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National will nurture New Zealand's technology talent - Judith Collins

Contributor:
Fuseworks Media
Fuseworks Media

National will double the size of New Zealand’s technology sector by 2030 with a $1.29 billion plan that will aim to create at least 100,000 new high-paying, future-proofed tech jobs.

"Doubling the size of the technology sector by 2030 is an ambitious goal, but one that I am serious about achieving," National Party Leader Judith Collins says.

"We’re sending a strong message to New Zealand’s best and brightest minds, both here and overseas, that technology and innovation will be championed by a National Government."

National’s NZ Tech 2030 Plan includes:

- Establishing a Minister for Technology

- Offering 1000 tertiary scholarships per year targeted at students from low decile schools to undertake science, technology, engineering and maths (STEM) degrees

- Establishing a STEM-focused partnership school and restoring funding for specialist ICT graduate schools.

- Introducing a fast-track technology skills visa

- Investing $1 billion in technology infrastructure upgrades with the aim of achieving 100 Mbps uncapped internet speeds for everyone using Ultra-Fast Broadband.

- Establishing three targeted investment funds for tech start-ups worth $200 million each, with the cost split evenly between Government and the private sector.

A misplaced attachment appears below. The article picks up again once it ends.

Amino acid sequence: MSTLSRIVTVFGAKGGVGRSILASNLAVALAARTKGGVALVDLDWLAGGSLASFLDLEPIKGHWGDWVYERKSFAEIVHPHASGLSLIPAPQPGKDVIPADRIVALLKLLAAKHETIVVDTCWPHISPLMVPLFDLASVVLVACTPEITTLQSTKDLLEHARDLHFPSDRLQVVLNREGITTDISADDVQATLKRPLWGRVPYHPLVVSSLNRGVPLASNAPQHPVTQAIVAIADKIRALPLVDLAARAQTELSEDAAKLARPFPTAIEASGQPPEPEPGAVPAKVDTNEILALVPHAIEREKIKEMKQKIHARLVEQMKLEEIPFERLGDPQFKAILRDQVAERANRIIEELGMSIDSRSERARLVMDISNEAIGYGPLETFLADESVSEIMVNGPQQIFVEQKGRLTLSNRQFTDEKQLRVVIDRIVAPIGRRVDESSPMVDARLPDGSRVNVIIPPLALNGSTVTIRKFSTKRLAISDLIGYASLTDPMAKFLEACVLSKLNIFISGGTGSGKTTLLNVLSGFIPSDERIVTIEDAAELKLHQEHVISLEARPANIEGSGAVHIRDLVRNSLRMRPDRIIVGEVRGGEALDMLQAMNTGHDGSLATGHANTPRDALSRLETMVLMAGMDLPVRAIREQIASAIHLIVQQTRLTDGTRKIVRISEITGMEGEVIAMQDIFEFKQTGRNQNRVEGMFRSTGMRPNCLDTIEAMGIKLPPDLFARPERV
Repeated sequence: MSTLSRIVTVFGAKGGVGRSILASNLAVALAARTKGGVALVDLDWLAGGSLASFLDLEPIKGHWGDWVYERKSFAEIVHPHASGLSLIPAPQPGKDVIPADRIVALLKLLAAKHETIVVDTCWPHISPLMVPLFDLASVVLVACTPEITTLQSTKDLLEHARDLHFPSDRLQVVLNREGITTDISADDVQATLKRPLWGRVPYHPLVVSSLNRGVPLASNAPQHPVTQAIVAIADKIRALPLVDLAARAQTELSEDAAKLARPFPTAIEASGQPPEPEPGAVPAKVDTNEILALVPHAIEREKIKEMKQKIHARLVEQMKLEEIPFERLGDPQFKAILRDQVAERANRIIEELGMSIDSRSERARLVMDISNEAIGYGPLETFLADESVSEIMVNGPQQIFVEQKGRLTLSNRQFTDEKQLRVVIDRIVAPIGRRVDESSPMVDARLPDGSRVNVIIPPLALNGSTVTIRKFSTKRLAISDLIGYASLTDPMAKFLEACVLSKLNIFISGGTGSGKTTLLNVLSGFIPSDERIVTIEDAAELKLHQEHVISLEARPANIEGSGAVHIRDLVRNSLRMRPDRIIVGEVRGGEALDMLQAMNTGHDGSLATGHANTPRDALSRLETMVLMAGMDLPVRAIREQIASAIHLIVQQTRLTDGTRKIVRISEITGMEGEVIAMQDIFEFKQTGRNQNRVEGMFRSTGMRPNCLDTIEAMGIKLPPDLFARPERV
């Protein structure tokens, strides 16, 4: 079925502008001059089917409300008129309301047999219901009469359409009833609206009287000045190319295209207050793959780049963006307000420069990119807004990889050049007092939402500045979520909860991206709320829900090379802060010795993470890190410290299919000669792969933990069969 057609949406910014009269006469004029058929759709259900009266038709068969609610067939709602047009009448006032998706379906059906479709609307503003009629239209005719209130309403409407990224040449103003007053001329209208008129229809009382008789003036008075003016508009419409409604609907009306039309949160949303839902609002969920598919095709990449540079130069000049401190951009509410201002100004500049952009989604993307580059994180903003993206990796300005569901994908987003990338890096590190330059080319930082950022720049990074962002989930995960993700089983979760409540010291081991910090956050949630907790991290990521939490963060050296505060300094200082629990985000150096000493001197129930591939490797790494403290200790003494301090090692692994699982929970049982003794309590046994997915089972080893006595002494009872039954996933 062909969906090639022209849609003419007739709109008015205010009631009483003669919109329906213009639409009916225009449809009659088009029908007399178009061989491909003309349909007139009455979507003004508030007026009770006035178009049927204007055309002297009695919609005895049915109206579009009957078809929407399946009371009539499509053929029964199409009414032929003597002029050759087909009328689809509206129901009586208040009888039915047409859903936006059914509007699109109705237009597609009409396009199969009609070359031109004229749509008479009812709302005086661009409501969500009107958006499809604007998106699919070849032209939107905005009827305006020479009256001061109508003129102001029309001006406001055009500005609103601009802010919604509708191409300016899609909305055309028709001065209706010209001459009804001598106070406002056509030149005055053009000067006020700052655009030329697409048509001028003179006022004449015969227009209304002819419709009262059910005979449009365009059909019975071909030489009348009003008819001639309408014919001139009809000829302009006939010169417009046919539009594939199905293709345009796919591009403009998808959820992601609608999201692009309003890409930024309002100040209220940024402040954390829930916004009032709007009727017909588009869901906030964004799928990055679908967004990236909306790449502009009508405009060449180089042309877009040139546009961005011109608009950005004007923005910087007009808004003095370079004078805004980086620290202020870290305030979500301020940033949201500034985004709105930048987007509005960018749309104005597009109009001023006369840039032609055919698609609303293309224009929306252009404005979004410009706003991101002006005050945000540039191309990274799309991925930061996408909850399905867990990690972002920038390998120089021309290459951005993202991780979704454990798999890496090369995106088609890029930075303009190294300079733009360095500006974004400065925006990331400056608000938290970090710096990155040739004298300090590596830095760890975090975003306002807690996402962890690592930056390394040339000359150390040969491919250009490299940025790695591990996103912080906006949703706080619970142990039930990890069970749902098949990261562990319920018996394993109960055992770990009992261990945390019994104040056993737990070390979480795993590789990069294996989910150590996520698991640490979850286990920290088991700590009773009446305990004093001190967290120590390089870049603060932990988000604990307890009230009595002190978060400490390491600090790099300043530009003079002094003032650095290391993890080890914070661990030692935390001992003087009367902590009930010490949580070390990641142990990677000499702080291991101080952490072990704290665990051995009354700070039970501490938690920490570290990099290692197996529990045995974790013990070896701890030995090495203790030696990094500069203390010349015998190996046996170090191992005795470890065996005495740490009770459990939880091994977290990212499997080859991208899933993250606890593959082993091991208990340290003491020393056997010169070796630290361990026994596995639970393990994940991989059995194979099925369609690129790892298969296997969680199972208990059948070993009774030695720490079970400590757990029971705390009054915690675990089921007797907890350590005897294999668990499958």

- Developing the world’s most tech-friendly regulation

With about 50,000 Kiwis returning home because of the Covid-19 pandemic, now is the time to harness their talent and create an ecosystem of technology companies in New Zealand.

"We must seize this opportunity to drive a step change in our technology sector," Ms Collins says.

"National will give Kiwis with world-class skills and experience the chance to flourish right here and help grow our economy, rather than hit them with higher taxes like Labour will."

New Zealand’s technology exports now total $8 billion per annum - equal to our forestry and seafood exports combined. National’s NZ Tech 2030 Plan will be geared towards increasing this to $16 billion by 2030, establishing thousands of new tech businesses in the process.

"Our tech sector has amazing potential," Ms Collins says. "If we attract the right talent and create an environment for growth, it could be bigger than our dairy sector in 10 to 15 years."

Ms Collins announced National’s plan in Auckland today during a visit to Buckley Systems Limited, a Kiwi company that is the world’s leading supplier of precision electromagnets. Founder Bill Buckley was recently named New Zealand Innovator of the Year for his work in developing a Boron-Neutron Capture Therapy (BNCT) device for the treatment of cancer.

"Bill is a prime example of a Kiwi innovator with exceptional talent who is doing amazing things on the world stage. We need to nurture more like him," Ms Collins says.

"New Zealand needs to grow its way out of this economic crisis, which will only be possible with the hard work, ingenuity and determination of the private sector.

"National’s NZ Tech 2030 Plan will diversify our exports, level-up our economic productivity, and generate thousands of high-paying, future-proofed jobs for New Zealanders."

National’s NZ Tech 2030 Plan is expected to cost $690 million over its first four years. Infrastructure upgrades over the following six years are expected to cost another $600m, bringing the total cost to $1.29 billion.

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